In a one-of-its-kind camp for mental health patients at the Ratnagiri regional hospital, 45 get Aadhar cards with aid from medical superintendent Dr Vilas Bhailume
A patient finishing up formalities for Aadhaar card with the aid of medical superintendent Dr Vilas Bhailume (in the blue shirt) at the Regional Mental Hospital in Ratnagiri
Here's a doctor going beyond the call of duty. Dr Vilas Bhailume is the medical superintendent of the Ratnagiri Regional Mental Hospital, but continuing in a vein similar to his stint at Pune, he is attempting to give an identity to those patients who have none and while at it, get them enrolled for Aadhaar so they can avail benefits afforded to those with the government identity card.
Speaking to mid-day, Dr Bhailume said, "I have around 45 unidentified patients (29 females, 16 males) between 40-90 years old with psychiatry problems admitted here. Some of them have been at the hospital for five years, some 50 years, but seldom has anyone come to meet them. Hence, I decided to get their name enrolled for Aadhaar so they would be on the government records at least."
Bhaimule added, "I was corresponding with collector P Pradeep, who agreed to the idea and gave the necessary instructions to ensure that the Aadhaar team would visit the hospital and help in finishing the formalities. Finally the camp was held earlier this week."
Explaining the process, he said, "When unidentified patients are brought to the hospital, usually found by the police loitering on the roads, we give them a pseudonym based on certain identifiers like the region they were found in or their physical attributes. That is the name that we are using on the Aadhaar cards for these 45 patients and the address for them will be the hospital. Thus, this will become their permanent identity." However, he clarified, "If and when their relatives are traced, necessary changes upon verification will be made to this document."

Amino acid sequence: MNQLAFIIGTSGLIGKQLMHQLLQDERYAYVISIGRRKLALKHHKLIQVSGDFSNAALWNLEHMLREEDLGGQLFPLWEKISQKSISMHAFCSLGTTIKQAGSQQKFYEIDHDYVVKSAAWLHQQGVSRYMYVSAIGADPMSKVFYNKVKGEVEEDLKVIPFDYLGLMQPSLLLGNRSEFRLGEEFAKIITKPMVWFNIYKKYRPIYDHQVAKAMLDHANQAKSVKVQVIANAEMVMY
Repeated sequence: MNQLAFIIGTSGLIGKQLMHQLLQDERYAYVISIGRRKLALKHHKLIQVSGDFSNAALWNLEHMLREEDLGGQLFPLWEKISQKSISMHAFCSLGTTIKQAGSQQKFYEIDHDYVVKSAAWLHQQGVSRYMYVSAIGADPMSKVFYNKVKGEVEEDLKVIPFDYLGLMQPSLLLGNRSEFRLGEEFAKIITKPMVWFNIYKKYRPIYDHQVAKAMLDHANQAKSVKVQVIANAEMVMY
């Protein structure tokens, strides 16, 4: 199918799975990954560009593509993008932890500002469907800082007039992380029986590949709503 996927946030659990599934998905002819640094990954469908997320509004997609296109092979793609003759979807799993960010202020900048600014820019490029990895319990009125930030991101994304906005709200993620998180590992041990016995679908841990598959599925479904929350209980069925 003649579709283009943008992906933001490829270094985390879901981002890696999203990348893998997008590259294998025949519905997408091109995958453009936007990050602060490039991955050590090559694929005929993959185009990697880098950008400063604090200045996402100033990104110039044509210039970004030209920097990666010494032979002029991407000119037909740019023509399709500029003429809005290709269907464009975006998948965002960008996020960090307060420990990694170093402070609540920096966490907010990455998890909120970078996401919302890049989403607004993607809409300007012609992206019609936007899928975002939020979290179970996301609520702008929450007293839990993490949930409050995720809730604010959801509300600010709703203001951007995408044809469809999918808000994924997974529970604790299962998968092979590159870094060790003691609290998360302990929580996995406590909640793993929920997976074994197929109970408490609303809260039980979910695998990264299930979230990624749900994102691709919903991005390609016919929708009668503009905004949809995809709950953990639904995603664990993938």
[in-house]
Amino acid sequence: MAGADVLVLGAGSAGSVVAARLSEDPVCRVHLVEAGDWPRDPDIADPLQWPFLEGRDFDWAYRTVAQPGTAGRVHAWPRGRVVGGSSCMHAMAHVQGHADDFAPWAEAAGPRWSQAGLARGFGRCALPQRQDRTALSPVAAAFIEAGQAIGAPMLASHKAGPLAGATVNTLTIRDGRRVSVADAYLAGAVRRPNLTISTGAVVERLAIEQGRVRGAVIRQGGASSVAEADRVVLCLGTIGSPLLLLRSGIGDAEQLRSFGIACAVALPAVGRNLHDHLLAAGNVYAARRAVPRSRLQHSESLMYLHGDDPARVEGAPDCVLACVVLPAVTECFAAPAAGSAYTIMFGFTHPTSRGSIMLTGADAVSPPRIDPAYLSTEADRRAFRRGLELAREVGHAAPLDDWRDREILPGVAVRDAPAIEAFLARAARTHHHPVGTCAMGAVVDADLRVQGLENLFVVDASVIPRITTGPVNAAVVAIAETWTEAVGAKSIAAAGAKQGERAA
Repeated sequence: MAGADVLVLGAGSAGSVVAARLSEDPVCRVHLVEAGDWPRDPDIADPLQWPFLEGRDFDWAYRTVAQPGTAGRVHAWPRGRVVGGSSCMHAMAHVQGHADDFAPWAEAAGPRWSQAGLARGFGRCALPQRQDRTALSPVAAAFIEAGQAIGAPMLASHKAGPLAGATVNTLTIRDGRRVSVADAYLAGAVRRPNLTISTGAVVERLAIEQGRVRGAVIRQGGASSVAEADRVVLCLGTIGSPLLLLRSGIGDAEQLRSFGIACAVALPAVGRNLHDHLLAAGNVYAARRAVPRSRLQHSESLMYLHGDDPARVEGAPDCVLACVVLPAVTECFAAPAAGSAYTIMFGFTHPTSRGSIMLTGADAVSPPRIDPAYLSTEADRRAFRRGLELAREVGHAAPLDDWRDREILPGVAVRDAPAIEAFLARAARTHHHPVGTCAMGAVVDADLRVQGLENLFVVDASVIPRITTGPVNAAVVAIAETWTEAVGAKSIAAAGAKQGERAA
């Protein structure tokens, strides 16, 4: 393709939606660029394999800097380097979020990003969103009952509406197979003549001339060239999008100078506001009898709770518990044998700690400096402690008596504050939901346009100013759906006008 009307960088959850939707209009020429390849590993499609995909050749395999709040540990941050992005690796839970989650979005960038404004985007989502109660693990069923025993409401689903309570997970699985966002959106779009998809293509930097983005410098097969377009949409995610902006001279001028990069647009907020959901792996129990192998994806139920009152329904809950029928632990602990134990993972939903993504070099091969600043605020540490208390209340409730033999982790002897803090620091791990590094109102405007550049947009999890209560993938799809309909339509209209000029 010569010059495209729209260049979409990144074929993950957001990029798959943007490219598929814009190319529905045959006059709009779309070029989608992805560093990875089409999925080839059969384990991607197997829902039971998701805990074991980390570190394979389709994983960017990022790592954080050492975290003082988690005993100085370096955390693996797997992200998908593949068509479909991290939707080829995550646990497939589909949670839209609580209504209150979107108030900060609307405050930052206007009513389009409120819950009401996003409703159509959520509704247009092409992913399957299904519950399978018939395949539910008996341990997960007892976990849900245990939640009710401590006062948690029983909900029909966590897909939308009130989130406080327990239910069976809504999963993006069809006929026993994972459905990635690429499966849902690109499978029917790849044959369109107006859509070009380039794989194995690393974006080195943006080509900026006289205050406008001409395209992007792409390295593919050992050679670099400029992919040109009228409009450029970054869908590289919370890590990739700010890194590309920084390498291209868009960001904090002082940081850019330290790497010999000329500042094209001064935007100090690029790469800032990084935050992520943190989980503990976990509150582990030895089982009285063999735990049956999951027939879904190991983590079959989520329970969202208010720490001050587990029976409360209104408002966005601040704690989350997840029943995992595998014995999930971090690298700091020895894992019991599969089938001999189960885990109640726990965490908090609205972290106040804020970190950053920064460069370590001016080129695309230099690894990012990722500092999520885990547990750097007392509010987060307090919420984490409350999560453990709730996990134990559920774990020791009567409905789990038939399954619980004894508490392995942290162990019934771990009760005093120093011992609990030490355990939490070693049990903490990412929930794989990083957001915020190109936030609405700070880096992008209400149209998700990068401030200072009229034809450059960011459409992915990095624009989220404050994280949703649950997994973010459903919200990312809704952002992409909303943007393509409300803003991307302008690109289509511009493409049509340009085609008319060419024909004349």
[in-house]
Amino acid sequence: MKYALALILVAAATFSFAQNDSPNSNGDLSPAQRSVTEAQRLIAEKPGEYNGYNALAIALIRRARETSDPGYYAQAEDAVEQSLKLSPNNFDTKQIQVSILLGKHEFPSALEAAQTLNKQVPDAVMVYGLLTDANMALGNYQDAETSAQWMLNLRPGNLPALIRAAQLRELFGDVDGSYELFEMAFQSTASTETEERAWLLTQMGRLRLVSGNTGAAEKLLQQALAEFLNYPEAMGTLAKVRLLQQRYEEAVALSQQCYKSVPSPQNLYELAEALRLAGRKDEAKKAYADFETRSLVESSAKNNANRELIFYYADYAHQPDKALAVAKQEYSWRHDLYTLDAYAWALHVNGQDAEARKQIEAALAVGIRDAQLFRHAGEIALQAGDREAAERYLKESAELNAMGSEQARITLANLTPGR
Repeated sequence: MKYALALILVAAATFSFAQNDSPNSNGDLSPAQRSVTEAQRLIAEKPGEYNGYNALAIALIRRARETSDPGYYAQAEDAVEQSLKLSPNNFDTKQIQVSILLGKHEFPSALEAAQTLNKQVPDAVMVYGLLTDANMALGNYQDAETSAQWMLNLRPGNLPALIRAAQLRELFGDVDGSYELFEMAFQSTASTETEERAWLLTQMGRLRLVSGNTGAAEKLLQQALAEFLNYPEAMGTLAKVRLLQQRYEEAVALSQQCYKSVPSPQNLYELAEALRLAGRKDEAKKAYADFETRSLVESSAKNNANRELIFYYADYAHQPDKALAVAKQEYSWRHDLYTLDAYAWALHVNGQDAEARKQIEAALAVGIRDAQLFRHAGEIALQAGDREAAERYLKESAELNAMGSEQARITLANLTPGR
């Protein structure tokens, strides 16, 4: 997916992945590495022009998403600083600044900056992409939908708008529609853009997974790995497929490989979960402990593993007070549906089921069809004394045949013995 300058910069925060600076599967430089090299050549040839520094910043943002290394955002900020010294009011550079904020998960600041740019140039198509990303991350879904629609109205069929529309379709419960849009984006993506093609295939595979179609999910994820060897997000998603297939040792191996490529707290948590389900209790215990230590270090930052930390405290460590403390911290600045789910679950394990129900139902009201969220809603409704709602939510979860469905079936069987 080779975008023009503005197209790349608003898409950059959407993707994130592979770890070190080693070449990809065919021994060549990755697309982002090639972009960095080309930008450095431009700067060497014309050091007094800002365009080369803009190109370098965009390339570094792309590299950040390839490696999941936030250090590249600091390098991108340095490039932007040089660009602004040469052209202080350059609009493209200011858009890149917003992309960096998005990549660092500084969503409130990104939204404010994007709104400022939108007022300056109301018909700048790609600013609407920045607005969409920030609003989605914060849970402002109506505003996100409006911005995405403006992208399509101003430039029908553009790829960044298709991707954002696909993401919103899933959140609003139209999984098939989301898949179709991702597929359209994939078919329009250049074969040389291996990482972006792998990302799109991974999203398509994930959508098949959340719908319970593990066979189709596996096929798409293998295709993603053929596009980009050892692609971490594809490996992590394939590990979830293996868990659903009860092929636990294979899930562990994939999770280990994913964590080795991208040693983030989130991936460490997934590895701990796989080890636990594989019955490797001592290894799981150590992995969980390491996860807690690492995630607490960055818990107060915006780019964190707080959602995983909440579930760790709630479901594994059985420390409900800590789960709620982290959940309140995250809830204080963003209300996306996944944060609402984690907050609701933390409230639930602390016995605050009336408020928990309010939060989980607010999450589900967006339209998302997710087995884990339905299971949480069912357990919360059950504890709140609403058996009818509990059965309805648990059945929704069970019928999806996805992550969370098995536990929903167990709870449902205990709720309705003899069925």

Counting your successes
He added, "We have recently managed to trace the family of a 45-year-old woman patient, who hailed from Tamil Nadu. Now, the attendant will accompany the woman to her relatives, as they are very poor and cannot afford to come to Ratnagiri," the superintendent said.
However, it was not an easy camp to pull off, said Dr Bhaimule, explaining, "Some patients were so restless that our staff had to actually help them in getting their finger prints scanned and ensuring that they kept their head straight while being photographed. Unlike regular
Aadhaar cases, which get recorded in minutes, on an average, here they had to spend over half-an-hour per patient."
But he is no novice to this as he carried out a similar camp in the Pune hospital in 2014. "I had carried out a similar Aadhaar drive for the psychiatrist patients, a first-of-its-kind across India, and had got nearly 150 patients registered for Aadhaar cards."
Authorities heap praise
According to Dr S Raokande, medical superintendent, Thane Regional Hospital, "On an average, nearly 25 per cent of the patients brought in by the police as unidentified and do not speak, as they are usually in advanced stages of their ailments." Dr Sadhana Tayade, Joint Director, Health Services, Maharashtra added, "We have cases in all four hospitals where patients have been staying for over four decades. What we need is active participation from law and judiciary, social welfare, NGOs instead of merely expecting the hospital team to do everything."
Applauding the initiative, Dr Sanjay Kumavat, former deputy director of mental health, Maharashtra, said, "Aadhaar cards for citizens are a basic civic right, irrespective of their physical or mental health. This should be put into practice immediately at all mental hospitals in the state."
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